MANILA, Philippines – Not too long ago, at a meeting of the Bishops-Businessmen Conference (BBC), former Senator Vicente “Ting” Paterno made an off-the-cuff comment on the growing number of prelates taking a more active role in the forthcoming elections.
He was particularly concerned about the campaign of some dioceses against supporters of the reproductive health (RH) law and its possible impact on the election watchdog role of the Church-based Parish Pastoral Council for Responsible Voting (PPCRV).
“These bishops should stay away from PPCRV or it will lose its credibility,” Paterno said.
Paterno, co-chairman of the BBC and vice chairman National Citizens’ Movement for Free Elections (Namfrel), hit the bullseye with his observation. As it is, intrusion into politics has been one of the criticisms hurled at the Church. The prelates are further blurring the line with their open endorsement of candidates who are against reproductive Health and negative campaigning against those who support it.
Caught in this political activism – some would say, political adventurism – by bishops is the PPCRV, which, as it name implies, is a Catholic laity-based organization.
Because of the overt political stance of the bishops, several groups have openly asked the PPCRV to drop “Parish Pastoral Council” from its name, or shed all pretensions of non-partisanship. How can the PPCRV claim to be a non-partisan citizen’s arm when certain dioceses that are under the control and jurisdiction of bishops are engaged in active political campaign?
It didn’t help that PPCRV chair Henrietta de Villa said she is personally against the RH law, which could be an implied endorsement of anti-RH candidates and a rejection of pro-RH bets.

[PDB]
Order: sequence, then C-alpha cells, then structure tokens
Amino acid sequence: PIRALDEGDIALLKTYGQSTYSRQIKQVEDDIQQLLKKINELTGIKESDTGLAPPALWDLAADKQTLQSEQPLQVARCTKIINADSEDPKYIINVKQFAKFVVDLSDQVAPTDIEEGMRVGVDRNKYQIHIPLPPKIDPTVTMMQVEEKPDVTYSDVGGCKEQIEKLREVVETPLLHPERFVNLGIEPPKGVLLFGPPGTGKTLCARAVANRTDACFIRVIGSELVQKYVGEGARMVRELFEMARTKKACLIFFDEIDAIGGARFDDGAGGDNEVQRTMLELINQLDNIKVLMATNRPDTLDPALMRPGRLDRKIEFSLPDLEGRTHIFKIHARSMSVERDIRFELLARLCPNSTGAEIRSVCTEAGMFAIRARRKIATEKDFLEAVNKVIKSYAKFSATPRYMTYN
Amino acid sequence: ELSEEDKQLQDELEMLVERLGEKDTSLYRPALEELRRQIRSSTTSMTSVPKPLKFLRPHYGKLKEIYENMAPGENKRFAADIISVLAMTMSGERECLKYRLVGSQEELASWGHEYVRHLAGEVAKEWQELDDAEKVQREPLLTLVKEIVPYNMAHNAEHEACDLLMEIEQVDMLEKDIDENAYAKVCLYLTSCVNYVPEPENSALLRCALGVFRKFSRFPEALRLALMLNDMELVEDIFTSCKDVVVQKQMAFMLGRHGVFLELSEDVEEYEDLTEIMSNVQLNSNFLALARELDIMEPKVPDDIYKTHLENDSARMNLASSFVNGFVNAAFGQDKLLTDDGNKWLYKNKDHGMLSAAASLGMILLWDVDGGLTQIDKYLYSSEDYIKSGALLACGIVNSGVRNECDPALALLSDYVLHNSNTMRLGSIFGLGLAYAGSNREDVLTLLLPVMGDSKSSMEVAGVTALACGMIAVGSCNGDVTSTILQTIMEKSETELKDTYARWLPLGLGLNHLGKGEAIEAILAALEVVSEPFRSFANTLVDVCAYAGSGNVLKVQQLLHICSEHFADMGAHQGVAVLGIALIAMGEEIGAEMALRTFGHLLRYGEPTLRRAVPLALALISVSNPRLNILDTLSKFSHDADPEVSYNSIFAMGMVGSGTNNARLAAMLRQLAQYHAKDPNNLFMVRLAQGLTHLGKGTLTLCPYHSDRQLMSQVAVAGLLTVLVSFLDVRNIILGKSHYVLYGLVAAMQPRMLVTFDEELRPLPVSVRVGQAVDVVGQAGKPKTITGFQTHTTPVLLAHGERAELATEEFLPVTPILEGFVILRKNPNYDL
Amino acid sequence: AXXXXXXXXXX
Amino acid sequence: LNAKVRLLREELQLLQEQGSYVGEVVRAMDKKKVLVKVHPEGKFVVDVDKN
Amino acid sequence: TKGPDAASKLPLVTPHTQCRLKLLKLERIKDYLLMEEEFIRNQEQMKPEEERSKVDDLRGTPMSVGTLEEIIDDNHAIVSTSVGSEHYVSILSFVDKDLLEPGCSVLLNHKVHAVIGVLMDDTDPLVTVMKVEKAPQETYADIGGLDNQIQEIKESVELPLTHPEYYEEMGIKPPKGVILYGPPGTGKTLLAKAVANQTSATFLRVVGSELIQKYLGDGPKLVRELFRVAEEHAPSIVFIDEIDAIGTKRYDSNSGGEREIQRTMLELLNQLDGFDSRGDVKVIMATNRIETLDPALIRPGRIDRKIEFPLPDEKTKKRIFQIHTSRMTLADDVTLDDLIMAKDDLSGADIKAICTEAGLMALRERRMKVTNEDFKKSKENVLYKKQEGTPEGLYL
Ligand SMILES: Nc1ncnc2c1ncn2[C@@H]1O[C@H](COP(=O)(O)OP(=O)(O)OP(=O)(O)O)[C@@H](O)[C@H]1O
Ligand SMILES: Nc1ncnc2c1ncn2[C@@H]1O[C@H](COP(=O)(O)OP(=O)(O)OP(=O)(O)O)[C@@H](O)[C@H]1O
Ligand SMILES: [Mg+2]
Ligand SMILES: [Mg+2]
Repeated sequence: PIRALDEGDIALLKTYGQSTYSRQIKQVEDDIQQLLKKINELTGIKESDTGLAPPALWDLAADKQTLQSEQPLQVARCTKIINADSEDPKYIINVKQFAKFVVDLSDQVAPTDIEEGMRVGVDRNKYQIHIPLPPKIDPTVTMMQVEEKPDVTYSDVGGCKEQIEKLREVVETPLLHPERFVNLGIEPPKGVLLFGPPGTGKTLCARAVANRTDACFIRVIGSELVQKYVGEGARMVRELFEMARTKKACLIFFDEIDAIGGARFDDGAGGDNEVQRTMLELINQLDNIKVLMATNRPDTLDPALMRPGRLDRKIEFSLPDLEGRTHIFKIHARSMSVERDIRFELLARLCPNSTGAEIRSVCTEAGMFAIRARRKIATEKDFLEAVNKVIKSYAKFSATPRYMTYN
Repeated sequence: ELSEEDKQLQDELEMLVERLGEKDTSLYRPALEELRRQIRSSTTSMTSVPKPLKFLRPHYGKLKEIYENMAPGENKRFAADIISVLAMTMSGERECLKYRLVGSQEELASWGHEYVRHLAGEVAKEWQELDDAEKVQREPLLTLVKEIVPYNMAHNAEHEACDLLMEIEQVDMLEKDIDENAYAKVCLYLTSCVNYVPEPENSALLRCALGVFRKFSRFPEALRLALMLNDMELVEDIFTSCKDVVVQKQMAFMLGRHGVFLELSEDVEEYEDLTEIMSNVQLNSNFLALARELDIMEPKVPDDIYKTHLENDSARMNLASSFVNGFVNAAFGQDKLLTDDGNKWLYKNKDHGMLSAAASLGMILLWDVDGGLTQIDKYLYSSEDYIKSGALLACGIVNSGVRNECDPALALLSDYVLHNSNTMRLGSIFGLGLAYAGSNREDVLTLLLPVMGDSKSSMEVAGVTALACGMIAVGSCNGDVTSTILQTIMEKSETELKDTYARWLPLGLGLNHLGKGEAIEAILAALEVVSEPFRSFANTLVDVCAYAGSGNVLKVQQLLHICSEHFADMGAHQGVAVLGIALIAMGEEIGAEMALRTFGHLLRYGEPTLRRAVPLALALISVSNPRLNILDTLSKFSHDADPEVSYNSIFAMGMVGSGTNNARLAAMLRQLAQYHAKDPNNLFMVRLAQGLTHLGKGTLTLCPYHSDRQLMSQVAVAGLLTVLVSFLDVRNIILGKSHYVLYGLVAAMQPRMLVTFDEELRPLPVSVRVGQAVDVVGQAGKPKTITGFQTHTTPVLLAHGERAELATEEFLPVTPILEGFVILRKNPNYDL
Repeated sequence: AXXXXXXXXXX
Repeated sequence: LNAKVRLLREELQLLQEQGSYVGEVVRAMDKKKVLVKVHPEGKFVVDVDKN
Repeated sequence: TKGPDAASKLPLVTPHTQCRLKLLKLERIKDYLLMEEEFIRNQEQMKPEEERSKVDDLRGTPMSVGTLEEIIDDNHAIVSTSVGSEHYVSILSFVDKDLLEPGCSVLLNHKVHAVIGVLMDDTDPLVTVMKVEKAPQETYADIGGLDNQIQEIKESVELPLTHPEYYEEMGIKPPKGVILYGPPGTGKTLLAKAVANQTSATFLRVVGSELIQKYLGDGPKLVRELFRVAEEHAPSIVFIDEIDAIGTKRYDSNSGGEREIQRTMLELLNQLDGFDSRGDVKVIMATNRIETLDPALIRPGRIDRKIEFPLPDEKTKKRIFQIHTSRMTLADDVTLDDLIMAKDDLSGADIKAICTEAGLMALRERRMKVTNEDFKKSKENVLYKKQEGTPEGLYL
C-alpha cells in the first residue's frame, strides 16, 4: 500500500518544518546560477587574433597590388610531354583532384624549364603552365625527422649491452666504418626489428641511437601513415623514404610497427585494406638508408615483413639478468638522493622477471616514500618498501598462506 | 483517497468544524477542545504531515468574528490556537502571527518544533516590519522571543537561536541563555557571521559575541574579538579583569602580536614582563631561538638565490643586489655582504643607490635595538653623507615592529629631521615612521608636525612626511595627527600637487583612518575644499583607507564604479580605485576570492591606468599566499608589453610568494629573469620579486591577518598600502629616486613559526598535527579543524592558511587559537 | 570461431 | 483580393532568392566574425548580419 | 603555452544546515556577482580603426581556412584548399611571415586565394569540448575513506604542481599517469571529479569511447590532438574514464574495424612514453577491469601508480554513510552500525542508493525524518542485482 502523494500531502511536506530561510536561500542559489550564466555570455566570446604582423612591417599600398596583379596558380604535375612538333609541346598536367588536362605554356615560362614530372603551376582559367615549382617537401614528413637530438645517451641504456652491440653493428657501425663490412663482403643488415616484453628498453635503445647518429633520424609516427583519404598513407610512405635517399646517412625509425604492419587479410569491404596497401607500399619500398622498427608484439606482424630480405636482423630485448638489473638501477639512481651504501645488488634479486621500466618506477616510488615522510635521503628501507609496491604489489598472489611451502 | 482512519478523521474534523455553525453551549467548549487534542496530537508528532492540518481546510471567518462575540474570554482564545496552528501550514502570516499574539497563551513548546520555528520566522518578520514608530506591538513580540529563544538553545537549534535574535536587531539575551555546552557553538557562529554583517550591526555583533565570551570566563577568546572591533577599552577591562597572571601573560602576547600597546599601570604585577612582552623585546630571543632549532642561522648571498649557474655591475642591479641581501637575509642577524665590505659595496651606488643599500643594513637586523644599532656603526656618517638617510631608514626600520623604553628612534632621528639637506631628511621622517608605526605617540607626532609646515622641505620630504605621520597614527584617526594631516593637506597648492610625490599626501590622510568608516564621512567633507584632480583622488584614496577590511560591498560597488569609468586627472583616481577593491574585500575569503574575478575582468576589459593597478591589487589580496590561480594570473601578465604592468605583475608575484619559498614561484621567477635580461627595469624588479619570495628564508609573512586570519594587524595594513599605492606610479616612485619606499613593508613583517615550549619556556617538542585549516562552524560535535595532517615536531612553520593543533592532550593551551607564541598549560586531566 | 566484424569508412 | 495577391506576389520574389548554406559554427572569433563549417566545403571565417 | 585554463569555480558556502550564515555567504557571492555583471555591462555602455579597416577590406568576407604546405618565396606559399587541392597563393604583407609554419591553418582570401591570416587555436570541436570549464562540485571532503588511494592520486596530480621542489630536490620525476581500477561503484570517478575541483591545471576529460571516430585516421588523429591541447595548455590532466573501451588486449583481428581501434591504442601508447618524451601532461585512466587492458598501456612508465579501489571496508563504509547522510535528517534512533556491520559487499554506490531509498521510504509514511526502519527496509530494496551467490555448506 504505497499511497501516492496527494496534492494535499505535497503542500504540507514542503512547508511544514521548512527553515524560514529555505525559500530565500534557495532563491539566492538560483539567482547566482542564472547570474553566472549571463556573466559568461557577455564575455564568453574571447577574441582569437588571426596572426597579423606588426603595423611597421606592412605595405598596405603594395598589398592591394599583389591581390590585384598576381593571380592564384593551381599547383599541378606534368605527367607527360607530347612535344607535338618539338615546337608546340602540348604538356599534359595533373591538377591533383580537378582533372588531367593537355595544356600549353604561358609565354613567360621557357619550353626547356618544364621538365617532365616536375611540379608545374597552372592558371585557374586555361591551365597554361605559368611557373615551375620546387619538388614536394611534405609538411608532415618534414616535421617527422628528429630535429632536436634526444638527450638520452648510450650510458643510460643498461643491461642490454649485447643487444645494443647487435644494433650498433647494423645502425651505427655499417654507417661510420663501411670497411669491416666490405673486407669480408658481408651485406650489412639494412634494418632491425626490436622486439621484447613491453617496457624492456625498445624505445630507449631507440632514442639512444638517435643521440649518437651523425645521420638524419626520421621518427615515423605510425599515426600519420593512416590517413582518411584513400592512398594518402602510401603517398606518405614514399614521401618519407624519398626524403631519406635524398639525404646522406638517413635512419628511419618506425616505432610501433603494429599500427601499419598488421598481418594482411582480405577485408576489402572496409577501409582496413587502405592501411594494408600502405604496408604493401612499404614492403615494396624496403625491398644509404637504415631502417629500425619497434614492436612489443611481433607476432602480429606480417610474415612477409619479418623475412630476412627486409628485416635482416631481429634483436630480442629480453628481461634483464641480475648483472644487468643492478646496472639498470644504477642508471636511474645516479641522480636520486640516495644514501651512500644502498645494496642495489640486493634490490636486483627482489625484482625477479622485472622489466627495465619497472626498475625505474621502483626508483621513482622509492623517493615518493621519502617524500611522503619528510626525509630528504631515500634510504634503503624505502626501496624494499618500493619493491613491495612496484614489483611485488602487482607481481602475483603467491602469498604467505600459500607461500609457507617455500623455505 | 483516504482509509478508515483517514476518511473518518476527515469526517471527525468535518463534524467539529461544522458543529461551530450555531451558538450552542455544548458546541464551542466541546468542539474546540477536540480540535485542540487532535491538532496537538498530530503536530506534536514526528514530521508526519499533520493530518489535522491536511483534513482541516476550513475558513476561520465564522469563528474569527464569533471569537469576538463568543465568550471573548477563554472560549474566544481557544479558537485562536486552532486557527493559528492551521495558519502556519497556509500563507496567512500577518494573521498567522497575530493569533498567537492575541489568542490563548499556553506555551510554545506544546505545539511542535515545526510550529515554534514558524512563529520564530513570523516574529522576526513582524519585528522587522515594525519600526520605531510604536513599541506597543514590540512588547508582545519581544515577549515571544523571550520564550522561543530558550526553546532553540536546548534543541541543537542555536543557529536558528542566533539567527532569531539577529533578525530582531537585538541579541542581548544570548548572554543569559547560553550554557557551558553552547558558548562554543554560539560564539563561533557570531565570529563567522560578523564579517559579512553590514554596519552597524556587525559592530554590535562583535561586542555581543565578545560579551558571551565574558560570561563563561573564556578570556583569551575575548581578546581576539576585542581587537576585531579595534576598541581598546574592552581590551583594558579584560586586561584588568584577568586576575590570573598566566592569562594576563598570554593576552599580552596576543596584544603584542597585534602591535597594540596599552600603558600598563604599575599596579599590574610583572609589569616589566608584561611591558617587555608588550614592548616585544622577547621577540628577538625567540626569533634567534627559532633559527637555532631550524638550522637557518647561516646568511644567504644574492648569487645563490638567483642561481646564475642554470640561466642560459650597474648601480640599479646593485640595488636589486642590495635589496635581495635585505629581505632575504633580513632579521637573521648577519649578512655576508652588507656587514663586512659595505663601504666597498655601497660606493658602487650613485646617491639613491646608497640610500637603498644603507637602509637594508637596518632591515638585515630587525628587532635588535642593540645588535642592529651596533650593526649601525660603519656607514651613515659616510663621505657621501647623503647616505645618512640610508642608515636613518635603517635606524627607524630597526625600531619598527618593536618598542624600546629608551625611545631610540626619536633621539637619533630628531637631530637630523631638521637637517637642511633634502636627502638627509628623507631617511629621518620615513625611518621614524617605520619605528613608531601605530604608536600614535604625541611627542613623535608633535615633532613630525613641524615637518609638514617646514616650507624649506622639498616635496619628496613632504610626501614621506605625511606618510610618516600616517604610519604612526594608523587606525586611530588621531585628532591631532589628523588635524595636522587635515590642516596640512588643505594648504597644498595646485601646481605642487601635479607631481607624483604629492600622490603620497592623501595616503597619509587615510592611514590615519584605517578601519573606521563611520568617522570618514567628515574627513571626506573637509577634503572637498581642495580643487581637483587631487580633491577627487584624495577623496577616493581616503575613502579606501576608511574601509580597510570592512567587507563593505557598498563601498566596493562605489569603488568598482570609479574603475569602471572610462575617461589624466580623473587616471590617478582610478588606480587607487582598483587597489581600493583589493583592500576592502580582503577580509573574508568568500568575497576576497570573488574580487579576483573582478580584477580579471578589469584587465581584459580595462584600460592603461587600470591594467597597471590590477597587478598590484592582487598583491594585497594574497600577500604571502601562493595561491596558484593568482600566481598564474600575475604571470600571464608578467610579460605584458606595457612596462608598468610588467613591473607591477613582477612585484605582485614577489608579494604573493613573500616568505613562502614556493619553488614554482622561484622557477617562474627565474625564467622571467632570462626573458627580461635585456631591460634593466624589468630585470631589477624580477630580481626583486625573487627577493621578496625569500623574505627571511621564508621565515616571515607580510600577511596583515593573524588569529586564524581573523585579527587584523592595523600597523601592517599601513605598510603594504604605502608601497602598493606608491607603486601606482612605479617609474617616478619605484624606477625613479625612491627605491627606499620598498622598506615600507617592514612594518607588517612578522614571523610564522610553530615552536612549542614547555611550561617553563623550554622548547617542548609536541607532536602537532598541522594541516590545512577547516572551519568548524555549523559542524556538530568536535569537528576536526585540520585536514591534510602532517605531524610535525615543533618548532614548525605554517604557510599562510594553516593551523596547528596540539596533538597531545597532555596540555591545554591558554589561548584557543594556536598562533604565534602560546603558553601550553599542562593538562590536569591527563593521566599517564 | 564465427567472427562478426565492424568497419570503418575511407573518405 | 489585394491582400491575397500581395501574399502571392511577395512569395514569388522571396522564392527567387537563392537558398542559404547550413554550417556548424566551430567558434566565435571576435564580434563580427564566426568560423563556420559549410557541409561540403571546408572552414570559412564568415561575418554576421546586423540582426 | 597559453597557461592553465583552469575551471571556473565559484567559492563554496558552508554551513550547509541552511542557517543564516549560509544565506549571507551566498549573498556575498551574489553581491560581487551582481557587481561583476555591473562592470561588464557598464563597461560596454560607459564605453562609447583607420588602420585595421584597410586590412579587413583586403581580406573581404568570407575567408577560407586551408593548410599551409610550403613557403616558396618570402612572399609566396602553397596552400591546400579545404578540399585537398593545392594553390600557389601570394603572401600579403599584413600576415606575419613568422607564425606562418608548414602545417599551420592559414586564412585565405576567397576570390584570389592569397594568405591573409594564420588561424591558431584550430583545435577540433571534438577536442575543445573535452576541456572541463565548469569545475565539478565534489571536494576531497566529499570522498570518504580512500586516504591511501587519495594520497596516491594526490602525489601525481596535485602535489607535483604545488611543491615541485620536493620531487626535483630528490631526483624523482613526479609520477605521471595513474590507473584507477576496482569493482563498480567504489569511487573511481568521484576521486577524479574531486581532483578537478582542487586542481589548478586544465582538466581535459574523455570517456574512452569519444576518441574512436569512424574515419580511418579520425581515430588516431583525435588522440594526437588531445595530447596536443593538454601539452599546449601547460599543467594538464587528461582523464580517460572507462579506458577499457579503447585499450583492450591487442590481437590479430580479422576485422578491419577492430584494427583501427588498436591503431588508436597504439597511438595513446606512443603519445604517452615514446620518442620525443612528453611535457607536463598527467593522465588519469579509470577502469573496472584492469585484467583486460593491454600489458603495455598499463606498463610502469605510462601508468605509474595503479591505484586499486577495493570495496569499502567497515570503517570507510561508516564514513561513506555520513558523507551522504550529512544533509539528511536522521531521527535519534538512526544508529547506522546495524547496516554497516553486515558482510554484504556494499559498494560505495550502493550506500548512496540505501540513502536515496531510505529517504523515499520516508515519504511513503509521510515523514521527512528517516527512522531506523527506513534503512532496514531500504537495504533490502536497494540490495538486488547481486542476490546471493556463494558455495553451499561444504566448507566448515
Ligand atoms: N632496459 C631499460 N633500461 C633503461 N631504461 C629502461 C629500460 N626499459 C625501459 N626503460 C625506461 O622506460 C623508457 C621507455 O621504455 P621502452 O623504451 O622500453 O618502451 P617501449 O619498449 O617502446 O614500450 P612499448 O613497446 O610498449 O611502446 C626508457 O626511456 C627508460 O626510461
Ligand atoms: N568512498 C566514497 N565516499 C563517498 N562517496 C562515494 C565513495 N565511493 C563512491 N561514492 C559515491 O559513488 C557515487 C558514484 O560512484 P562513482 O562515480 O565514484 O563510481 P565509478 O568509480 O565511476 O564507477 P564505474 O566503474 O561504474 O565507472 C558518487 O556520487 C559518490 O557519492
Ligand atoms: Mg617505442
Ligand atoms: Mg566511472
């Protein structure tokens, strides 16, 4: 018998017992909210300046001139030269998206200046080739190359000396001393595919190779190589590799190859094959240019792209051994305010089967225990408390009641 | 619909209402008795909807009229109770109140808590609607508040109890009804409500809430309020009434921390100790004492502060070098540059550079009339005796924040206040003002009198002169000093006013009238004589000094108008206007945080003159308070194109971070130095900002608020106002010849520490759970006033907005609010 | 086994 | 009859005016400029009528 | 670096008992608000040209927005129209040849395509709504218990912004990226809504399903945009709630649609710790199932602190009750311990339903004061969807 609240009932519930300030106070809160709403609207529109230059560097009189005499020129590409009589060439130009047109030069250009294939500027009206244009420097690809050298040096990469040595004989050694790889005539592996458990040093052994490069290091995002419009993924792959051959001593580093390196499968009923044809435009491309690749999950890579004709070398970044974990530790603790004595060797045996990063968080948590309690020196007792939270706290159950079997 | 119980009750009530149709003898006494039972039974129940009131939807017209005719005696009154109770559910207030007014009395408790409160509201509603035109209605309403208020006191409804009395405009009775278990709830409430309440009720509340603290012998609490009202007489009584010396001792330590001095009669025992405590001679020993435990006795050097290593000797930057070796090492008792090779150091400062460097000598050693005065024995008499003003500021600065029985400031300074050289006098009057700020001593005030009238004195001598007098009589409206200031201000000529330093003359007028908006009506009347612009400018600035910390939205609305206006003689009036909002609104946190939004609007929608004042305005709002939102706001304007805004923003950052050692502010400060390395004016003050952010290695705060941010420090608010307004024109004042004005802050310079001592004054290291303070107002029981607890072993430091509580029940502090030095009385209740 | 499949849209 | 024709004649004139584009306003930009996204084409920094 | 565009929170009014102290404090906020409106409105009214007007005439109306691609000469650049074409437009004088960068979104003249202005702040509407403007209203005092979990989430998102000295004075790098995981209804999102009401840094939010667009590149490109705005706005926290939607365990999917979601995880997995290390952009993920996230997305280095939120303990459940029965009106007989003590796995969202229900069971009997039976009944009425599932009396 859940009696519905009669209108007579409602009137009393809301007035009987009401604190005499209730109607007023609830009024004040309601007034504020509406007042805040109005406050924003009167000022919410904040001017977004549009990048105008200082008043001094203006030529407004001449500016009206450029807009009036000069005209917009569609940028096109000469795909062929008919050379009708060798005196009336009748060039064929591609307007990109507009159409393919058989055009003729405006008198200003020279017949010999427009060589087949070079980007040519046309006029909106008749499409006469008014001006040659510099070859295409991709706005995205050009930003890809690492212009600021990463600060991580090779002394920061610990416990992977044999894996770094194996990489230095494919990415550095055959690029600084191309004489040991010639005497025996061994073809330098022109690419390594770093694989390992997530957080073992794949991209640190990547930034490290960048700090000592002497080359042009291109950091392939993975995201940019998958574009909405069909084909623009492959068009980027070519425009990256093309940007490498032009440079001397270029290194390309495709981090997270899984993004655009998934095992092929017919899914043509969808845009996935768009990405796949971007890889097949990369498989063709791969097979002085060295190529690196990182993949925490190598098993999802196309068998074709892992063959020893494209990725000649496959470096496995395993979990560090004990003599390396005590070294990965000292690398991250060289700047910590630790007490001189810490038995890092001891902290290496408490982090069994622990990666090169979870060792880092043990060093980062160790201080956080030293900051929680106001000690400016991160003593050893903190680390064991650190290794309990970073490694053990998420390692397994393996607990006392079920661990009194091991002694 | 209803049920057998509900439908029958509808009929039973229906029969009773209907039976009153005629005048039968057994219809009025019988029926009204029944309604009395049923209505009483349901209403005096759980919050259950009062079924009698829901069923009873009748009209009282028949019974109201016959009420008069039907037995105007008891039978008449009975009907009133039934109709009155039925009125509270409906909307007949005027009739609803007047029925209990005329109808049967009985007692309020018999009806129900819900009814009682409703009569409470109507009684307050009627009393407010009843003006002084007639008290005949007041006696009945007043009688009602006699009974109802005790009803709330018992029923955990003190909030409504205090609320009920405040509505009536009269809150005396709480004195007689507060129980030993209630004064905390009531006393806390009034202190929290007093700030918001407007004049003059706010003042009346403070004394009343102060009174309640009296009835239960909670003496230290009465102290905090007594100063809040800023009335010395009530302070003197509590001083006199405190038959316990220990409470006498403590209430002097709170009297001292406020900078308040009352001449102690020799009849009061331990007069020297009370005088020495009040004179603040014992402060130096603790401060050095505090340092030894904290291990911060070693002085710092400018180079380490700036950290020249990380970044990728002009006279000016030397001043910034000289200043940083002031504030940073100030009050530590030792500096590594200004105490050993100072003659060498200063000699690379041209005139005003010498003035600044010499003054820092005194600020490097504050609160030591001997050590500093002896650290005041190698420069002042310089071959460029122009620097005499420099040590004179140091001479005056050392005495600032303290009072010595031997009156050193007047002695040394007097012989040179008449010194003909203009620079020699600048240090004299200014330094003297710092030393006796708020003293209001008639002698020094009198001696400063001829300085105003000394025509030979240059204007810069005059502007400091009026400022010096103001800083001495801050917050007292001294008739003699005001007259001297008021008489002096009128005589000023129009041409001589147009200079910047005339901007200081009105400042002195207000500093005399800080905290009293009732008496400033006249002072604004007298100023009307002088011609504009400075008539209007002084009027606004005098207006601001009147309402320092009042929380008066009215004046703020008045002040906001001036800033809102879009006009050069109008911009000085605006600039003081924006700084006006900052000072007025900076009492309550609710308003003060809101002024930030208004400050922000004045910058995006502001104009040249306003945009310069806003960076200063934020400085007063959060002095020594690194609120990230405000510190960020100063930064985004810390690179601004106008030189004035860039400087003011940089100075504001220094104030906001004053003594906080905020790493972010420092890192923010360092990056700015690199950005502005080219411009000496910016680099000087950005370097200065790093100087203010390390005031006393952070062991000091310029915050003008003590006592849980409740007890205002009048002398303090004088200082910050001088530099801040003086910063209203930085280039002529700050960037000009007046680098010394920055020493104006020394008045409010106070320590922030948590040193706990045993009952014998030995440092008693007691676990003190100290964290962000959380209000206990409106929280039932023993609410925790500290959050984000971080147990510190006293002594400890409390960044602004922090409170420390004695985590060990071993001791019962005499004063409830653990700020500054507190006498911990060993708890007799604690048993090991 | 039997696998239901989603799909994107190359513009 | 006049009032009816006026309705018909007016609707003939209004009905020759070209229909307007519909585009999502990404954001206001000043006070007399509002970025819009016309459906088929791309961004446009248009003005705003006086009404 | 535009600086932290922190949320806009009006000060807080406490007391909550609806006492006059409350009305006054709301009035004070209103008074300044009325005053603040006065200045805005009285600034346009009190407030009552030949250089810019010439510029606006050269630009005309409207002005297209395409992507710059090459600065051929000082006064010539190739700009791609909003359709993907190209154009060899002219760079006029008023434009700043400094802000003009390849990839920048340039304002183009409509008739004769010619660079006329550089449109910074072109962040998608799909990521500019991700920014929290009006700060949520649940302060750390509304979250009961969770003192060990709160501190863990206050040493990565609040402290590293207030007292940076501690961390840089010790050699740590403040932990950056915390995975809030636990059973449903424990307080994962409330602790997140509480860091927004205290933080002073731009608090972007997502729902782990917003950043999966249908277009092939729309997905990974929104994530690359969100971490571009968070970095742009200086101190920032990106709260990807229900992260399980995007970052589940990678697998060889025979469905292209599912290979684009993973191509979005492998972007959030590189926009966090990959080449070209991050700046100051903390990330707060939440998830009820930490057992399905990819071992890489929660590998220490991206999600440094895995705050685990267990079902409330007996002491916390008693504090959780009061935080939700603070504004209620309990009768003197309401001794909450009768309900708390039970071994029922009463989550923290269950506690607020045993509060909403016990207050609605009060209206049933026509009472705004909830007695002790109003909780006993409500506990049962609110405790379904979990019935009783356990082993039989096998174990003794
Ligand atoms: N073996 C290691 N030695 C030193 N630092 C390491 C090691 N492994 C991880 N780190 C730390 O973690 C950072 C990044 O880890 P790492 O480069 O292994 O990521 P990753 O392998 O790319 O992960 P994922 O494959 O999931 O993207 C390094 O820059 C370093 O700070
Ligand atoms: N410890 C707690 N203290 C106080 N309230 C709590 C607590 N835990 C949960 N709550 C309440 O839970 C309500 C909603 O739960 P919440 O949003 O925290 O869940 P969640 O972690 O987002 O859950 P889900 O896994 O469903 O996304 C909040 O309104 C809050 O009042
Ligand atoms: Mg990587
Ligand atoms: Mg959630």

While de Villa has taken great lengths to explain that her opinion is hers alone and not of the PPCRV, the fact is that she cannot totally dissociate herself from the organization which she helped put up in 1991.
Daughter of PCP 2
PPCRV traces its existence and origin from the Second Plenary Council held in 1991, where Church and lay leaders sought to redefine their role in society. In that council, it was assessed that the laity should be in the forefront of political and social affairs, with Church leaders taking a secondary role. PCP 2 envisioned a Church of the Poor, a church committed to empowering the poor and working with them to achieve social justice.
One major concrete outcome of the council is to form the PPCRV, with the late Manila Archbishop Jaime Cardinal Sin as its godfather and De Villa, who was president then of the Council of the Laity of the Philippines, as its president.
The PPCRV first participated as the Commission on Elections’ citizens’ arm in the 1992 national elections, performing voter education and poll monitoring.
As a Church-based organization, it relied on the dioceses for logistics and manpower support. It focused on voter education in succeeding elections. Its board of trustees are composed of bishops. The other citizens’ arm, Namfrel, on the other hand, focused on quick count operations.
Rift with Namfrel